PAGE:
Choosing video capturing software
Joe: “Help! I need to make a movie to show how our new software program works!”
Susan: “No worries, Joe. There are numerous software programs out there that let you record your mouse clicks and even create interactive “try it yourself” activities!”
Here are three video capturing software applications that I like:
The quick review:
I much prefer Captivate, as the editing capabilities are far superior to any other product I’ve used. But, Camtasia is easiest to grasp for a new learner. The HyperCams and CamStudios of the world really are not sufficient for enterprise application. But, hey, can you beat forty bucks?
Now, I’m curious as to your experiences and preferences with screen capturing software…
Lately you’ve probably seen an increase in the use of hand-drawn “white boarding” in media and learning spots. Think about the long-haired UPS white board guy…
…or the ever-endearing “Simon’s Cat” series on YouTube…
Now it’s your turn!
LectureScribe is a program for easily producing animated “whiteboard lectures” from a tablet PC or electronic whiteboard. LectureScribe is written by Brian C. Dean, an assistant professor of computer science at Clemson Univeristy.
On Brian’s website, you can find:
- The LectureScribe program. To install, download this file and place it on any Windows machine. There is no complicated setup required — just double-click the file to start LectureScribe.
- An example of output of LectureScribe
- An animated set of instructions on using LectureScribe. This is slightly out of date (for example, image import is now possible, and magnification mode is now turned off by default). A new version will be posted soon.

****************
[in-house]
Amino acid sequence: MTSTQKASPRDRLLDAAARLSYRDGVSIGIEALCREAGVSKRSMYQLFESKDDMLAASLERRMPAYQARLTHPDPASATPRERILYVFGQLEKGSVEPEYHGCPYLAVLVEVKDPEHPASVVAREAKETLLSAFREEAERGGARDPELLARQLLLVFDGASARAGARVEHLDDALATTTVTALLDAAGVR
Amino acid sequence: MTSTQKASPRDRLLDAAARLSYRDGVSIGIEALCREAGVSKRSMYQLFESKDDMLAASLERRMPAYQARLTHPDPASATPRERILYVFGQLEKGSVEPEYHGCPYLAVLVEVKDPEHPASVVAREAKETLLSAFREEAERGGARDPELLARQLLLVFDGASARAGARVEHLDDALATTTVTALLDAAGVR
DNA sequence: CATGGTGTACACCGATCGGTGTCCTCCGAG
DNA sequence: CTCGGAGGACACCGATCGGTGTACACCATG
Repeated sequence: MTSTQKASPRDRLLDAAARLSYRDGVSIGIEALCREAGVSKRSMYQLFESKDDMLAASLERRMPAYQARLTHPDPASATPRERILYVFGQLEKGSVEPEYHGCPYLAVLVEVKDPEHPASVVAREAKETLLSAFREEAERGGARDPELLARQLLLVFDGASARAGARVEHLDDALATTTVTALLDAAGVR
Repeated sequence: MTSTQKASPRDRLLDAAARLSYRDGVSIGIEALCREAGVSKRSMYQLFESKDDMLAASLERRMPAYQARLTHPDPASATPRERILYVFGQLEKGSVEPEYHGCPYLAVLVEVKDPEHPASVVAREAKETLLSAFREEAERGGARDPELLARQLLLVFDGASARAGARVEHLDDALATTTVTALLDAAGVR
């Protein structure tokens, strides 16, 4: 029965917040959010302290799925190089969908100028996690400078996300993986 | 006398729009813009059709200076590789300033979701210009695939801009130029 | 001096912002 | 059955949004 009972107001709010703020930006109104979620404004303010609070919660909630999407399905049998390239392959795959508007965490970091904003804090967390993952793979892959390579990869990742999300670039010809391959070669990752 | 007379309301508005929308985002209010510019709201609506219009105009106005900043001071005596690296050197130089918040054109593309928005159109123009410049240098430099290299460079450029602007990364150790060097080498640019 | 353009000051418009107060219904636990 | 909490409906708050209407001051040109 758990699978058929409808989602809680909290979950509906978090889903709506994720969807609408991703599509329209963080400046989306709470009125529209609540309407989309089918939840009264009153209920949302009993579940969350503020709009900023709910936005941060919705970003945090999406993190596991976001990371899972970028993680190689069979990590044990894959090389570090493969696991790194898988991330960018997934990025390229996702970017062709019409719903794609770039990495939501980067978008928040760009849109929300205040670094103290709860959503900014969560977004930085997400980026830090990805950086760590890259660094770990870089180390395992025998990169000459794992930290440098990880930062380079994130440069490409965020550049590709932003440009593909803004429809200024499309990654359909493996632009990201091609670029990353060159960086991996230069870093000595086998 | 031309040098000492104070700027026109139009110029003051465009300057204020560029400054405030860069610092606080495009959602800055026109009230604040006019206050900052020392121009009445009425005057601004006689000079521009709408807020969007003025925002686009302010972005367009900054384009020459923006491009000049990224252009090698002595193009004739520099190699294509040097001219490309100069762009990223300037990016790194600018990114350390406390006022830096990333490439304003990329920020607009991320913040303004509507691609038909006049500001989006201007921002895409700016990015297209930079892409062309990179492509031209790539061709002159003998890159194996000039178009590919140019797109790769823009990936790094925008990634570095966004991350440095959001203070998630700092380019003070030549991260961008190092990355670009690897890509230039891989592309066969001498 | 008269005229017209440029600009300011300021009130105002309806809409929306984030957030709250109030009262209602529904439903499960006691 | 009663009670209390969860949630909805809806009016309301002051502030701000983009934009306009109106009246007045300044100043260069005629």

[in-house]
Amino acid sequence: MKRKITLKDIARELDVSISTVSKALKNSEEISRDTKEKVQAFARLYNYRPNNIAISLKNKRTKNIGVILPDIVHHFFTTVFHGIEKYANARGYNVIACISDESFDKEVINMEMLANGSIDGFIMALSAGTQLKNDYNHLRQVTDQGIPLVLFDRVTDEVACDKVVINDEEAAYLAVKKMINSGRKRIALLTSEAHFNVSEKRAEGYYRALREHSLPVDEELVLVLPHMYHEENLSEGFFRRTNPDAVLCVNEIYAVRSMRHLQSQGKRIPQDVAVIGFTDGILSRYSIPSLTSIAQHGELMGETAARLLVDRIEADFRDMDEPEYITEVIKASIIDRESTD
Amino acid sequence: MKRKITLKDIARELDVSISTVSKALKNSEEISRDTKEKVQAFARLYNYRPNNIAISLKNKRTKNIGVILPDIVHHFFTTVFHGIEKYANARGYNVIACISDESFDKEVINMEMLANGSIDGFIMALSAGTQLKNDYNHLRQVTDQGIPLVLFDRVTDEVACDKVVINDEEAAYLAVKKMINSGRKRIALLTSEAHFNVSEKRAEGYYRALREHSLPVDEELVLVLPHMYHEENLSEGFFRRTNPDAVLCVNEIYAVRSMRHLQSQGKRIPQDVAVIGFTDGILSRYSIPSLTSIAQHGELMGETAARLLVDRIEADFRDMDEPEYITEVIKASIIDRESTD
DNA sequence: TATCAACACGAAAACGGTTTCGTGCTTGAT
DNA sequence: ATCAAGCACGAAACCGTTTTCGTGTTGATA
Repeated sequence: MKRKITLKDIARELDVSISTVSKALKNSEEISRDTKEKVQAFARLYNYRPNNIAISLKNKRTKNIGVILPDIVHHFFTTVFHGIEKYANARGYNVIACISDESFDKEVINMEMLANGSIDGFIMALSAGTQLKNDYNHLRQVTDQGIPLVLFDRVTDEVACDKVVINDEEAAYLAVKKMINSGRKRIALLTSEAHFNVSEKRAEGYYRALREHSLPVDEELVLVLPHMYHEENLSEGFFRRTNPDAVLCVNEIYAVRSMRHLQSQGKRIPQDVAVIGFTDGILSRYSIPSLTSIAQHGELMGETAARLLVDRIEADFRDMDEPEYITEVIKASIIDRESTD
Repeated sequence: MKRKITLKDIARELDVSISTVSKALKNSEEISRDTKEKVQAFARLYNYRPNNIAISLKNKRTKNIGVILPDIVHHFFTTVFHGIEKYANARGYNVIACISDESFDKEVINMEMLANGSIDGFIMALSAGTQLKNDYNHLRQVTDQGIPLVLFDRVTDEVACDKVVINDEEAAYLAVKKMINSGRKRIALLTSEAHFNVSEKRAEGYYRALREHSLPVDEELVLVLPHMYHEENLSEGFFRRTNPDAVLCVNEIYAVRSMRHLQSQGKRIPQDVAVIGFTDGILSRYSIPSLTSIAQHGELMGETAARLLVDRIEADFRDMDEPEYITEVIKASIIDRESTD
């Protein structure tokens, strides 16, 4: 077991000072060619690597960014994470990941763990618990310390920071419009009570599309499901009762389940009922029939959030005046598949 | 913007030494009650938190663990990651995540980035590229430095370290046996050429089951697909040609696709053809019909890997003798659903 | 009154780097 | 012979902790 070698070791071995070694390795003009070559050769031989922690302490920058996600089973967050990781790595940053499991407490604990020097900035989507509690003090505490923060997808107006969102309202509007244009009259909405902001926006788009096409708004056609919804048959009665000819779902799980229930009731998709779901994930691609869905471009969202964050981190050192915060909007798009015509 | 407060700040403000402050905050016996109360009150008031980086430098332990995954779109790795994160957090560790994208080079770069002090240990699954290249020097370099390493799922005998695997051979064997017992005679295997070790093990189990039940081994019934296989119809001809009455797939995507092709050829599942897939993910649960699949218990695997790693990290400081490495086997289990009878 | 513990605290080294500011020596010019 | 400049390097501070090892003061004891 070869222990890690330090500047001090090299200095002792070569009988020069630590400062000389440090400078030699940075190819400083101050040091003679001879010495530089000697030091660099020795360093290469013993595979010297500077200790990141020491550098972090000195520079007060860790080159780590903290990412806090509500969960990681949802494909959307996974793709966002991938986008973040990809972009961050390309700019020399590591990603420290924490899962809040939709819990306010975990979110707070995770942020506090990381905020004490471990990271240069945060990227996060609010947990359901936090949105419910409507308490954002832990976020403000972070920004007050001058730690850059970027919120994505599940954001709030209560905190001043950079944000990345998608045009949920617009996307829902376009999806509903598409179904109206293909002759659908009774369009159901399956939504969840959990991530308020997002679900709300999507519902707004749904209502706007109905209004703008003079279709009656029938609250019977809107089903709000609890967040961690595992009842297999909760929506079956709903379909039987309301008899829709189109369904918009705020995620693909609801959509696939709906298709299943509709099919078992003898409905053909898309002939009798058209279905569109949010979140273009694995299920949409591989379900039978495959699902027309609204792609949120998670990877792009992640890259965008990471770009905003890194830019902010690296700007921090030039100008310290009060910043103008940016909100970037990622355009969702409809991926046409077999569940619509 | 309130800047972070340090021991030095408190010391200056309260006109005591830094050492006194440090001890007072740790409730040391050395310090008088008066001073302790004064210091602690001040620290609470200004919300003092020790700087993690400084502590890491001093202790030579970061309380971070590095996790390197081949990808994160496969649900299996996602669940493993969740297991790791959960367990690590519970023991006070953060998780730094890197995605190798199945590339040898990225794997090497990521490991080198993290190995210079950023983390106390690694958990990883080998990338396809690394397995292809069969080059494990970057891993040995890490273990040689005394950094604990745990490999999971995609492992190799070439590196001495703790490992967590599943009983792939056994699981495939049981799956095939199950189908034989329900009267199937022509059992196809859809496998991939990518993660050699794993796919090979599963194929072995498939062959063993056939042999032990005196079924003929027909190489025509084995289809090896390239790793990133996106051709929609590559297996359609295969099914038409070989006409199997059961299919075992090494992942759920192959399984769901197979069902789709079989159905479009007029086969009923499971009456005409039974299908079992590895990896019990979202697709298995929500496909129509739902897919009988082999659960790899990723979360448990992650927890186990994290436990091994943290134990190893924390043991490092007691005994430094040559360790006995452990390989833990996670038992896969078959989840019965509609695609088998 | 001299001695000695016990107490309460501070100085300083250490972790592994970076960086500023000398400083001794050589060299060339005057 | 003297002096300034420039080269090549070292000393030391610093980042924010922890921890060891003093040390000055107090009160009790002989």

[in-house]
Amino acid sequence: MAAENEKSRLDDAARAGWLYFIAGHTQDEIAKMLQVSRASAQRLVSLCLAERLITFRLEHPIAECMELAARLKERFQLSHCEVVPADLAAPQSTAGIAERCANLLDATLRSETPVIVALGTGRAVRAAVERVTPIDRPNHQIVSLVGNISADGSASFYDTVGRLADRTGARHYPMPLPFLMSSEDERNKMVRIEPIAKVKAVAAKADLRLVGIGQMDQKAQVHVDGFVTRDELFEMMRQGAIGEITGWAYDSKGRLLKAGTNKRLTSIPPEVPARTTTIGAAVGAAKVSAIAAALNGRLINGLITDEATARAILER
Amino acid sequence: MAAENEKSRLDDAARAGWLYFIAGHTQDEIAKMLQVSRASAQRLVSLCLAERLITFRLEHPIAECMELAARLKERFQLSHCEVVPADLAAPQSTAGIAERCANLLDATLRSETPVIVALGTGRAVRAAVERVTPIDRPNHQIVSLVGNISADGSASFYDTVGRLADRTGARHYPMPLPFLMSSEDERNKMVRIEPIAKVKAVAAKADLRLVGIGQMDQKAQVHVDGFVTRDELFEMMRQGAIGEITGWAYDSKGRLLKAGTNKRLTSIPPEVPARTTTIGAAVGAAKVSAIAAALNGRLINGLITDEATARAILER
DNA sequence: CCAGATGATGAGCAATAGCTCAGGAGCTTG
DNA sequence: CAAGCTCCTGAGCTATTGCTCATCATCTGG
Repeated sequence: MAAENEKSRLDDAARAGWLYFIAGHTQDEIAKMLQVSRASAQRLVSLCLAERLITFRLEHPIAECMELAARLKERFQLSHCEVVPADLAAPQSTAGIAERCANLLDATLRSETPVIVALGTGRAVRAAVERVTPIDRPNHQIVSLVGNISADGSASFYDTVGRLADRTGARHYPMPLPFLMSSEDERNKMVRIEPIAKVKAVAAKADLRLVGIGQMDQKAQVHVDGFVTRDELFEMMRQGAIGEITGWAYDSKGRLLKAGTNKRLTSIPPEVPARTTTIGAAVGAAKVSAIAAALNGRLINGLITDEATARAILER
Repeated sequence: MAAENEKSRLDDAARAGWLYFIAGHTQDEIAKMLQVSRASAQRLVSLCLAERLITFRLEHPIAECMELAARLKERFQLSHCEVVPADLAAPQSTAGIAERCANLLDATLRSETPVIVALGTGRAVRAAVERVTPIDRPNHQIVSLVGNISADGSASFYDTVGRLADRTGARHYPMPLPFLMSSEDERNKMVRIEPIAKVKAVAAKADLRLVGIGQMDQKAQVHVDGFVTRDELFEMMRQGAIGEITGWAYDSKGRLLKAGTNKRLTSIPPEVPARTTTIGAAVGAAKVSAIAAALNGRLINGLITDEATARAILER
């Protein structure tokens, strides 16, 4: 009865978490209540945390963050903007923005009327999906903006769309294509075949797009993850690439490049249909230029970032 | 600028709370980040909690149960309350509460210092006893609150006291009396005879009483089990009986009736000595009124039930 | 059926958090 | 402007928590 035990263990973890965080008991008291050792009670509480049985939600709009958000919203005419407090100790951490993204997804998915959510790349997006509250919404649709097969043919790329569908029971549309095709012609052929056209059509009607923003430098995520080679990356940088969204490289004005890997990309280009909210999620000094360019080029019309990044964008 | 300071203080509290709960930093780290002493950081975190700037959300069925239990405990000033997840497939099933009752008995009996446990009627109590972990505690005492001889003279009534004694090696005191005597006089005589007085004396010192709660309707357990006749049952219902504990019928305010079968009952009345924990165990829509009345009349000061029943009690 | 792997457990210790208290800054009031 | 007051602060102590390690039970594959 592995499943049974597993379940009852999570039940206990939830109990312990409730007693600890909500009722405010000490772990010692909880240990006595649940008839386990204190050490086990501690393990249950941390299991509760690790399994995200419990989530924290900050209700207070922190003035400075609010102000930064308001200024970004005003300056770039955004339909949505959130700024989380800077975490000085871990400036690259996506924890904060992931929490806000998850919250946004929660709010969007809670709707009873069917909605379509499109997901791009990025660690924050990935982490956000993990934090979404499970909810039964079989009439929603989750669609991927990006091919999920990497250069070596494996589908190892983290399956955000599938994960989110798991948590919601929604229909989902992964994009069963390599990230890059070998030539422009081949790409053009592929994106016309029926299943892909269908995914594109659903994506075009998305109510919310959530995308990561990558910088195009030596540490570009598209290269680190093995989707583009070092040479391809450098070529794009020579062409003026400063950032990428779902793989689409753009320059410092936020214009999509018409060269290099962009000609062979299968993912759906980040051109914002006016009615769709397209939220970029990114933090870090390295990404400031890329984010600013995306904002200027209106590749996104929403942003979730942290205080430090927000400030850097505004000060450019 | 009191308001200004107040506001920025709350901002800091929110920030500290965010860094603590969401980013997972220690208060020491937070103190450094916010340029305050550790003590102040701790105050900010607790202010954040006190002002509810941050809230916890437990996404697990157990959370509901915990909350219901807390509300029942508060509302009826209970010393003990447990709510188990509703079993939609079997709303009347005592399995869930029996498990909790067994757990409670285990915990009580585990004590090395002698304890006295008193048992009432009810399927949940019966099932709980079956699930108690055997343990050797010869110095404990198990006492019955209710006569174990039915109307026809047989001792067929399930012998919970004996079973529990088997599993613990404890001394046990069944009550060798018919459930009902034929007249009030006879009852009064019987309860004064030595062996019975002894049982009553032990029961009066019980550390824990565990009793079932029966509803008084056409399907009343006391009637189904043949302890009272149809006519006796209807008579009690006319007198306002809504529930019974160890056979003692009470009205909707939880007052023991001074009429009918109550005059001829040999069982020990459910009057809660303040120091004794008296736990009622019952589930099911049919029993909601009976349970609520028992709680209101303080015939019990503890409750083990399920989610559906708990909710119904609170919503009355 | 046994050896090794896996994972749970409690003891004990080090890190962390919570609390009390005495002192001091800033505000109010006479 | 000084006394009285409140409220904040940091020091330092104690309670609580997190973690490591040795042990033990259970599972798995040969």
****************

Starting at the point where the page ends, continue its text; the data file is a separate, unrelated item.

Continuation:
- Brian’s article in the Faculty Directions newsletter describing LectureScribe.
I’m digging Carbonmade today. This DIY site empowers rapid “portfolio” development, and I think everybody needs an online portfolio – no matter what it is you do.
I love this post from Kim Cofino about “The 21st Century Learner.” She skillfully presents themed ideas for engaging learners through the use of new technologies. Kim’s second presentation, “The 21st Century Educator: The Power of Personal Learning Networks,” demonstrates how web 2.0 technologies change the way learning professionals communicate, collaborate, learn, and teach. Both are worth a look. Let me know what you think
Connect Using Visual Storytelling
It’s time for another golden e-Learning design tip! Today we’ll focus on visual storytelling.
We’ve heard over and again that the power of visual imagery is unbeatable in instructional design. Yet, we struggle to find and use images that accurately capture and evoke the kind of emotion that connects audiences with the story we are trying to tell. Perhaps you’ve seen the famed YouTube video series, “In Plain English,” where the CommonCraft geniuses show us (rather than tell us) the essence of Web 2.0 technologies. It is this kind of visual storytelling that captures our attention and ignites our imagination.
So, how can you show, rather than tell, your story?
Now, here’s your homework:
Take a look at Veronica Rusnak‘s Article on “Visual Storytelling and Moments in the Human Condition.”
“Remember: story, not data. Rather than talk about your topic, find a way to show it.”
Looking forward to your ideas!